C-CEBH Center For Comparative and Evolutionary Biology of Hearing

Neural Imaging with Magnetoencephalography

Magnetoencephalography (MEG), a non-invasive neural imaging technique, is a perfect match for studying auditory processing. It is silent, has millisecond time resolution, and is sensitive to auditory cortical regions.

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Center for Comparative and Evolutionary Biology of Hearing

Welcome to C-CEBH

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Welcome to the web site of the Center for Comparative and Evolutionary Biology of Hearing (C-CEBH). C-CEBH is a multi-department and multi-college program that includes 17 core faculty and over 115 undergraduate and graduate students, postdocs, and research associates.

C-CEBH is founded on the principle that insights gained from studying different species, both vertebrate and invertebrate, can often help in understanding human hearing, in finding new cures for deafness and hearing disorders, in designing robotic devices, and in assessing the effects of noise on communication. As examples of the work done in C-CEBH, faculty in the Hearing and Speech department are studying how hearing loss in the elderly affects speech understanding, how cochlear implants can be improved, and how hearing guides speech and language development in young children. Faculty in Electrical and Computer Engineering are studying how complex sounds such as speech are represented in the auditory cortex. Faculty in Biology and in Psychology are studying how non-human organisms localize sound, learn vocalizations, navigate through their environment using acoustic cues, and how noisy environments affect the health and well-being of both animals and humans. New faculty from the University of Maryland Medical Center in Baltimore study cell type-specific signaling cascades in congenital and acquired hearing loss using a zebrafish model.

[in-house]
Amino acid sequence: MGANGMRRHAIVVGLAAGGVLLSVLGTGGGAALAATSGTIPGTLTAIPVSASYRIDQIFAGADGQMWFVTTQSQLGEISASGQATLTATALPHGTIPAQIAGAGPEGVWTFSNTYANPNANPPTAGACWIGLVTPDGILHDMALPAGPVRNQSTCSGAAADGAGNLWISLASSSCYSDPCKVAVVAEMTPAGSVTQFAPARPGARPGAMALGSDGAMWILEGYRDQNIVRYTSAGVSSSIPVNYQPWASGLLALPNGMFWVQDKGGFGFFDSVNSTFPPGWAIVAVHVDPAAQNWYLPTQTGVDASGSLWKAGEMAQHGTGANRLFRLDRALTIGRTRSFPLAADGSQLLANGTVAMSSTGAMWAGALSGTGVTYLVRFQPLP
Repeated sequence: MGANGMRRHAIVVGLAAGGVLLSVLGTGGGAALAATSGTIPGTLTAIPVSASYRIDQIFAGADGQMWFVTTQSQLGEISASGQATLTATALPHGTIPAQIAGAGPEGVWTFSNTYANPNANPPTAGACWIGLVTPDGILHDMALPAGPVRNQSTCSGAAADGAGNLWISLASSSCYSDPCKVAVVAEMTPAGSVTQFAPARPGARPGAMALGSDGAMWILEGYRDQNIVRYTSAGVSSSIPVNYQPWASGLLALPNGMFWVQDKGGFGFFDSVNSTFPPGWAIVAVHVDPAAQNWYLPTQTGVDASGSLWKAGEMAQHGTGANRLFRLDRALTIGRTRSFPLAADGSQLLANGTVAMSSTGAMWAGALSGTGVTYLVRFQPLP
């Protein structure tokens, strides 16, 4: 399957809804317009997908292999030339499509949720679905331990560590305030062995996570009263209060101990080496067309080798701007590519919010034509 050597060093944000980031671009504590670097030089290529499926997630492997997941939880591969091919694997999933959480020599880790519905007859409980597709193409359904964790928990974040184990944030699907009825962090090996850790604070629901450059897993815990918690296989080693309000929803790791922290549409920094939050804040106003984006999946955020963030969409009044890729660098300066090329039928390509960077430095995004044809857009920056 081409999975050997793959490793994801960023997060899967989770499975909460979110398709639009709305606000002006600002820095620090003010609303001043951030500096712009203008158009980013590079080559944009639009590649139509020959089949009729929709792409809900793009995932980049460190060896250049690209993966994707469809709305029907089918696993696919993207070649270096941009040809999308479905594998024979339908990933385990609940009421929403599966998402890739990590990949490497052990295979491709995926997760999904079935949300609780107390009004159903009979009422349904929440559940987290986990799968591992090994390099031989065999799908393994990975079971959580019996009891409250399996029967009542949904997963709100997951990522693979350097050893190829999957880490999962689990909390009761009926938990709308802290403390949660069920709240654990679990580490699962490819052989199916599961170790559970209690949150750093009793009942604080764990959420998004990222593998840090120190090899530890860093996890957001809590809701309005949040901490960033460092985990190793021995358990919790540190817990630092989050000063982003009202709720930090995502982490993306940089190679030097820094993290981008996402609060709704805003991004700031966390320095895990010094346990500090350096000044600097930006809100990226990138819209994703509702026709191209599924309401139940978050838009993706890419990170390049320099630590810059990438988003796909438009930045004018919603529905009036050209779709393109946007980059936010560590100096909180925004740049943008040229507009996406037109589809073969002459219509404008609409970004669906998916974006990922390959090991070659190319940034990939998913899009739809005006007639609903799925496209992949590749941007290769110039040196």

C-CEBH is directly funded by an institutional training grant (T-32) from the National Institute of Deafness and Other Communication Disorders (NIDCD) , and from funds provided by the University of Maryland. In addition, faculty in C-CEBH also receive research funding from NIH, NSF, and many other federal agencies.

In addition to UMD faculty from five departments, C-CEBH includes intramural faculty from the NIDCD (one of the National Institutes of Health, NIH) many of whom are adjunct UM faculty and collaborate with C-CEBH investigators in research and student training. In addition, C-CEBH collaborates with researchers from the Walter-Reed Army Medical Center. There are also international research and teaching collaborations in Germany, Denmark, China and several other countries. These close collaborations provide special opportunities for bringing additional expertise, skills and facilities to collaborative research questions especially in the areas of molecular genetics, developmental biology, and brain imaging. Together, the breadth of research questions addressed by faculty and students at C-CEBH and their collaborators is unparalleled.

 

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